RRA bullish about targets despite hurdles

Rwanda Revenue Authority (RRA) says it’s on course to collect Rwf906.8 billion needed to finance 52 per cent of current National Budget of Rwf1.75 trillion, despite some challenges that are undermining domestic tax revenue.
Tusabe addresses the media in Kigali yesterday. (Doreen Umutesi)
Tusabe addresses the media in Kigali yesterday. (Doreen Umutesi)

Rwanda Revenue Authority (RRA) says it’s on course to collect Rwf906.8 billion needed to finance 52 per cent of current National Budget of Rwf1.75 trillion, despite some challenges that are undermining domestic tax revenue.

The tax body collected Rwf411.5 billion during the first semester (July-December 2014) of the current financial year, slightly lower than the Rwf432.7 billion target.

RRA Commissioner-General Richard Tusabe, briefing the media yesterday, said the performance (a 95.1 per cent success rate) was “fairly good in both tax and non-tax revenues.”

Tax revenue grew by 13 per cent compared to the same period in the last financial year bringing to the national treasury Rwf406.3 billion during the period, but lower than the targeted Rwf427.9 billion.

Non-tax revenue, according to Tusabe, hit above target topping Rwf5.2 billion compared to the Rwf4.8 billion target.

RRA cited slower than expected growth in consumption of taxable goods, decline in importation of some goods with a big impact of tax revenue; as well as reduction in the rate of growth in the value of supplies that attract VAT—the single biggest contributor to tax revenue—as some of the factors that hurt revenue.

“There was less than expected growth in consumption of some excisable products, especially beer and fuel. In July-December 2014, taxable quantities of locally manufactured beer grew by 7.9 per cent when compared to July-December 2013.

Fuel consumption increased by only 2 per cent which was way below the increase of 15.7 percent and 12.4 per cent registered in 2013 and 2012, respectively,” RRA said in a statement issued after the media briefing.

Tusabe said that since the 2013 slowdown that saw the economy grow at only 4.6 percent as compared to the previous average of 8 percent, local companies have reported lower profits which has had a negative impacted on the profit taxes.

Broadening tax base

To work around the challenges and achieve revenue collection target, RRA has outlined several measures aimed at broadening the tax base by bringing on board those individuals and organisations still outside the tax net.

Tusabe said that RRA will work with institutions such as Rwanda Cooperatives Agency, Rwanda Governance Board, Immigration Department, the Private Sector Federation, districts and the Ministry of Trade and Industry to register all individuals and businesses currently not in the tax register.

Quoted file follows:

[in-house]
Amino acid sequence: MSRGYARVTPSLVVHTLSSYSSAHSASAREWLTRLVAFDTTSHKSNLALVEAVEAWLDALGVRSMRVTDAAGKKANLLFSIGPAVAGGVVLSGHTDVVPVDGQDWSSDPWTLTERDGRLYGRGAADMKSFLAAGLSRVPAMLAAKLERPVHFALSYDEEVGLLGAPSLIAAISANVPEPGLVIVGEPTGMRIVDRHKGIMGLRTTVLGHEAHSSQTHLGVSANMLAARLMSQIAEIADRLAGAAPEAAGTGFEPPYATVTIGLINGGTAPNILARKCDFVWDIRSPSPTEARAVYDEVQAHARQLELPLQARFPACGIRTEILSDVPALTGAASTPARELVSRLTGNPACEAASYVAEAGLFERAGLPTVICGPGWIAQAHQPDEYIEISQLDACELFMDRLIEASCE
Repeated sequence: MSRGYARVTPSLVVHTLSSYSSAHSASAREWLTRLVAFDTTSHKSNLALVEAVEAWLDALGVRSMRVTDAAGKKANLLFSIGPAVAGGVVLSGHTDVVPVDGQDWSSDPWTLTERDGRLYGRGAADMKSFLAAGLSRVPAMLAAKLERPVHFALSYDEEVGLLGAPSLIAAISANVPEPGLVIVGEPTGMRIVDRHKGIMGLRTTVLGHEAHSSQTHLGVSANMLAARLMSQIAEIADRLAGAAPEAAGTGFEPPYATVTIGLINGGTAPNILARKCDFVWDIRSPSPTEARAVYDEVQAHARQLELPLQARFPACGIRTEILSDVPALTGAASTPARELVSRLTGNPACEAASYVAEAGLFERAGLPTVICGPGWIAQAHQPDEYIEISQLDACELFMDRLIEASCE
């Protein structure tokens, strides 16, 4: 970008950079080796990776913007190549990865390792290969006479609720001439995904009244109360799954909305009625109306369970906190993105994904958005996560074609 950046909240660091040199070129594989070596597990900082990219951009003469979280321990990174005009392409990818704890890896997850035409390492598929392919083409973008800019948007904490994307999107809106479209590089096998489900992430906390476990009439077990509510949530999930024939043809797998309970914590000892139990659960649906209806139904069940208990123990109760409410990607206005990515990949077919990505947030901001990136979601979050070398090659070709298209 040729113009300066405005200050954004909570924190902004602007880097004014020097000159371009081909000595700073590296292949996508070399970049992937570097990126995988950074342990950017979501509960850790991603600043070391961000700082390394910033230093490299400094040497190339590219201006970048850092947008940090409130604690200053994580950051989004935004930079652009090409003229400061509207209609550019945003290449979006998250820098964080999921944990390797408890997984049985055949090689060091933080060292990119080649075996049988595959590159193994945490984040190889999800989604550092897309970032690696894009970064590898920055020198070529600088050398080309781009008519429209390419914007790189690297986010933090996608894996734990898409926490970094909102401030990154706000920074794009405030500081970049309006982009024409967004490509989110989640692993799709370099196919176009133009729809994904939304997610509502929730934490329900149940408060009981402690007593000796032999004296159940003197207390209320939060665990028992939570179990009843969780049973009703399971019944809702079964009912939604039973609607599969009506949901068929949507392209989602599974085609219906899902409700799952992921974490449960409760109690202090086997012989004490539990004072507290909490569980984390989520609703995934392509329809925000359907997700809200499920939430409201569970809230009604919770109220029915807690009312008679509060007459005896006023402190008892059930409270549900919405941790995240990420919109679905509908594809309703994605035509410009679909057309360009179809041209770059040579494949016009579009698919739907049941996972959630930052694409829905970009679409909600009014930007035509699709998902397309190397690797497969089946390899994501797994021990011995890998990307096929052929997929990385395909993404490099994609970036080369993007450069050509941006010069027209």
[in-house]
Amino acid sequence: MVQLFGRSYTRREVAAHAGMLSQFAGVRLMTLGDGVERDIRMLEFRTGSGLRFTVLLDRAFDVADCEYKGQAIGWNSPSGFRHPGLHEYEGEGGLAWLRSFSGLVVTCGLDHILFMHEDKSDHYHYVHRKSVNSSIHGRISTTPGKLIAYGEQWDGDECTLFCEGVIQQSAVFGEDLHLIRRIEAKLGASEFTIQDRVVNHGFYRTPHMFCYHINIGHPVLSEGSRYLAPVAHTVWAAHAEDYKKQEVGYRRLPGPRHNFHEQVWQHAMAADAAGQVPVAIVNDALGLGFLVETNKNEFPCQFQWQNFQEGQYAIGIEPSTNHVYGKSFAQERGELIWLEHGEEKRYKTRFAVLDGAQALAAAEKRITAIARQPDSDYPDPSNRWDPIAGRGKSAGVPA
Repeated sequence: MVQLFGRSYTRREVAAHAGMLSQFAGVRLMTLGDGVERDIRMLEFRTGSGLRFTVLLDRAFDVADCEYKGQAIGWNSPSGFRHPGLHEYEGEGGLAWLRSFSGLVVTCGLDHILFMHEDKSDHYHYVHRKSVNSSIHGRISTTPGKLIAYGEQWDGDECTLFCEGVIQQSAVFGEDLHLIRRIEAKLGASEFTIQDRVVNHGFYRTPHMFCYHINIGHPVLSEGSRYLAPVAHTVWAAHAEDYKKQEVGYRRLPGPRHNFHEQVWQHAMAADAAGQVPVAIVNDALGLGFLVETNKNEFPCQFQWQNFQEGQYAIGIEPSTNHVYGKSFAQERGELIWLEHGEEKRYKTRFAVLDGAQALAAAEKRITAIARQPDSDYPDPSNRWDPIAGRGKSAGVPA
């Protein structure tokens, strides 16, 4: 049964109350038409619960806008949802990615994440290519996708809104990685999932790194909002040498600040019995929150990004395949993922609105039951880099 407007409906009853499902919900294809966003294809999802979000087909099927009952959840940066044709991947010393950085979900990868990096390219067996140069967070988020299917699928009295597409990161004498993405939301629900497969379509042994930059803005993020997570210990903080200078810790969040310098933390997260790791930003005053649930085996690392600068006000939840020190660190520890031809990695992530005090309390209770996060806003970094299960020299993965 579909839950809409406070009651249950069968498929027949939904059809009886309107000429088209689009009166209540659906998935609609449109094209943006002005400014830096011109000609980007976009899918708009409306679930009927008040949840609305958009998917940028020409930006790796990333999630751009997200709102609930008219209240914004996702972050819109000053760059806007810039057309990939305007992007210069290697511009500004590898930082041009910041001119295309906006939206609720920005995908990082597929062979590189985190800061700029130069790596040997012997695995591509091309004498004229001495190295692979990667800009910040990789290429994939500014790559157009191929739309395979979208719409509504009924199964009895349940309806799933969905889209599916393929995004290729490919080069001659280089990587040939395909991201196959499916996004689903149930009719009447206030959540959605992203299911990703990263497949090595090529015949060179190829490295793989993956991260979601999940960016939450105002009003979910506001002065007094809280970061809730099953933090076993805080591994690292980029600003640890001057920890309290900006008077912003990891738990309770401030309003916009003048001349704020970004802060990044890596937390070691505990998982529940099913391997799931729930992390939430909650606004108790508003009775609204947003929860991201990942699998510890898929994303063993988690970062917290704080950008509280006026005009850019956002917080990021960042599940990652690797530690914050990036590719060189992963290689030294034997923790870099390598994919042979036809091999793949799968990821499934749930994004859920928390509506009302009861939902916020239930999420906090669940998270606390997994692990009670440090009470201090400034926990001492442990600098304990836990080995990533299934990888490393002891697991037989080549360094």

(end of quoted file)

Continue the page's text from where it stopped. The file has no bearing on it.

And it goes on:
They include employees of local and international NGOs; businesses such as quarries and maize millers. Owners of commercial buildings will be registered for VAT while Pay As You Earn (PAYE) and VAT remittances by construction companies will henceforth be enforced.

RRA also plans to start a thorough audit of Government institutions to ensure they are compliant with PAYE, VAT and withholding tax.

“One hundred forty-five government institutions have already been given audit notifications and from October 2014 audits are being done by six teams of two people each for two months,” the tax body said.

Other measures include enhanced tax administration such as close monitoring of electronic billing machines usage and strict enforcement of payment of tax arrears.

A team has been put in place, including tax auditors, to perform the task since December 2014.
“Preliminary results from this exercise already look promising,” RRA said.

Tusabe said RRA will also continue sensitising taxpayers and the general public on tax matters to improve compliance.

Efforts to broaden the tax base have already seen the number of registered tax payers grow by 12 per cent during the period, from about 106,000 to about 119,000.

Angello Musinguzi, a taxation consultant with an international firm, KPMG, said RRA also needed to focus on income taxes and putting in place the rules and documentation regarding transfer pricing.

A transfer price is the price at which divisions of a company transact with each other, usually involving multinational corporations operating in the country.

“Kenya, Uganda and Tanzania have different transfer pricing rules which impacts on the corporate income tax collections. If it is not enforced, companies will continue reporting lower incomes,” Musinguzi said.

He added that since RRA had streamlined most of its operations, what remained is bringing more people into VAT network through the use of electronic billing machines and tax education and campaigns.

editorial@newtimes.co.rw

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